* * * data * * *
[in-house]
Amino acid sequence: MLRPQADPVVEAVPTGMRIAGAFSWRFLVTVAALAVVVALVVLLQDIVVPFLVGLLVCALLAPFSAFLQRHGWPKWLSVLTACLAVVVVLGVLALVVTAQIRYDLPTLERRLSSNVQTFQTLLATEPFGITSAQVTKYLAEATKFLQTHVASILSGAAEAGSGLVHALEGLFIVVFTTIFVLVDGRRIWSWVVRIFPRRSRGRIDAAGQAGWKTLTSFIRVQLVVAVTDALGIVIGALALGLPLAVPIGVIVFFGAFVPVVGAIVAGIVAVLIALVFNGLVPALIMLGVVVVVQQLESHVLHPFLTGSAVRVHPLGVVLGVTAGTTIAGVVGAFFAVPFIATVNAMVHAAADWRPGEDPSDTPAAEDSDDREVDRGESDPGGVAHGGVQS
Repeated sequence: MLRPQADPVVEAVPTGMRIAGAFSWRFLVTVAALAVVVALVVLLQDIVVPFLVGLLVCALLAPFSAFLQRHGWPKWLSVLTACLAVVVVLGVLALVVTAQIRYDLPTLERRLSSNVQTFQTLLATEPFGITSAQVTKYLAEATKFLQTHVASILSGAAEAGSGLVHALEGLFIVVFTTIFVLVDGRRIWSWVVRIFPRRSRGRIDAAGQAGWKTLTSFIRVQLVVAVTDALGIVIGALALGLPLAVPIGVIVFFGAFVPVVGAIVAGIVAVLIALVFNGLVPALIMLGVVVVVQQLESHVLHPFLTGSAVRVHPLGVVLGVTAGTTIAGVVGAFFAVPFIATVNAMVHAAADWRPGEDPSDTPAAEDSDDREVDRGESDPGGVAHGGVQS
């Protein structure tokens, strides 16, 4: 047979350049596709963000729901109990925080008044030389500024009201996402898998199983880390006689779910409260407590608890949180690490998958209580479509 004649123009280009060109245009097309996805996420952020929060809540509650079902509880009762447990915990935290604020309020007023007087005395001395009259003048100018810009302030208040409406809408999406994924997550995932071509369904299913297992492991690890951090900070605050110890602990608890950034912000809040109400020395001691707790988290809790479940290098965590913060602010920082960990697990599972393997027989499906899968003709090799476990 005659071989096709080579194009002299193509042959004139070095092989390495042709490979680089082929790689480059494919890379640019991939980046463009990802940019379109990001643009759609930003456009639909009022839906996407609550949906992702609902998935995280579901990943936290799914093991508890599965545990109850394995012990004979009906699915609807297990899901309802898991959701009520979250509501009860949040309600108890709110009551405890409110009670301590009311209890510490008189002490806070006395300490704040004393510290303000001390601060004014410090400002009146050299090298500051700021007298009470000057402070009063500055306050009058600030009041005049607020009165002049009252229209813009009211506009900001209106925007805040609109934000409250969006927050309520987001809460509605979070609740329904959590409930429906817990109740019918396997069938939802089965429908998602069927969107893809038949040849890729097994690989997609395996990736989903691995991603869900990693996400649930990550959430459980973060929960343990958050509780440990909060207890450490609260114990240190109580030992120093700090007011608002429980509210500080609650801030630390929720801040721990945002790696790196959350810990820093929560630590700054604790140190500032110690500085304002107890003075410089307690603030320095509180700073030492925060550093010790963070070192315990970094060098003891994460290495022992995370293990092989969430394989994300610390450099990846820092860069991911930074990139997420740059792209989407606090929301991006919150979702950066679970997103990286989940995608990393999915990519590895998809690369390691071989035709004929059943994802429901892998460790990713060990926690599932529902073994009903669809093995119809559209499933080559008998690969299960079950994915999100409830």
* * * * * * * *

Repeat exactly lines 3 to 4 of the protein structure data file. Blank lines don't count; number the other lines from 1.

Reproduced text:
Repeated sequence: MLRPQADPVVEAVPTGMRIAGAFSWRFLVTVAALAVVVALVVLLQDIVVPFLVGLLVCALLAPFSAFLQRHGWPKWLSVLTACLAVVVVLGVLALVVTAQIRYDLPTLERRLSSNVQTFQTLLATEPFGITSAQVTKYLAEATKFLQTHVASILSGAAEAGSGLVHALEGLFIVVFTTIFVLVDGRRIWSWVVRIFPRRSRGRIDAAGQAGWKTLTSFIRVQLVVAVTDALGIVIGALALGLPLAVPIGVIVFFGAFVPVVGAIVAGIVAVLIALVFNGLVPALIMLGVVVVVQQLESHVLHPFLTGSAVRVHPLGVVLGVTAGTTIAGVVGAFFAVPFIATVNAMVHAAADWRPGEDPSDTPAAEDSDDREVDRGESDPGGVAHGGVQS
């Protein structure tokens, strides 16, 4: 047979350049596709963000729901109990925080008044030389500024009201996402898998199983880390006689779910409260407590608890949180690490998958209580479509 004649123009280009060109245009097309996805996420952020929060809540509650079902509880009762447990915990935290604020309020007023007087005395001395009259003048100018810009302030208040409406809408999406994924997550995932071509369904299913297992492991690890951090900070605050110890602990608890950034912000809040109400020395001691707790988290809790479940290098965590913060602010920082960990697990599972393997027989499906899968003709090799476990 005659071989096709080579194009002299193509042959004139070095092989390495042709490979680089082929790689480059494919890379640019991939980046463009990802940019379109990001643009759609930003456009639909009022839906996407609550949906992702609902998935995280579901990943936290799914093991508890599965545990109850394995012990004979009906699915609807297990899901309802898991959701009520979250509501009860949040309600108890709110009551405890409110009670301590009311209890510490008189002490806070006395300490704040004393510290303000001390601060004014410090400002009146050299090298500051700021007298009470000057402070009063500055306050009058600030009041005049607020009165002049009252229209813009009211506009900001209106925007805040609109934000409250969006927050309520987001809460509605979070609740329904959590409930429906817990109740019918396997069938939802089965429908998602069927969107893809038949040849890729097994690989997609395996990736989903691995991603869900990693996400649930990550959430459980973060929960343990958050509780440990909060207890450490609260114990240190109580030992120093700090007011608002429980509210500080609650801030630390929720801040721990945002790696790196959350810990820093929560630590700054604790140190500032110690500085304002107890003075410089307690603030320095509180700073030492925060550093010790963070070192315990970094060098003891994460290495022992995370293990092989969430394989994300610390450099990846820092860069991911930074990139997420740059792209989407606090929301991006919150979702950066679970997103990286989940995608990393999915990519590895998809690369390691071989035709004929059943994802429901892998460790990713060990926690599932529902073994009903669809093995119809559209499933080559008998690969299960079950994915999100409830």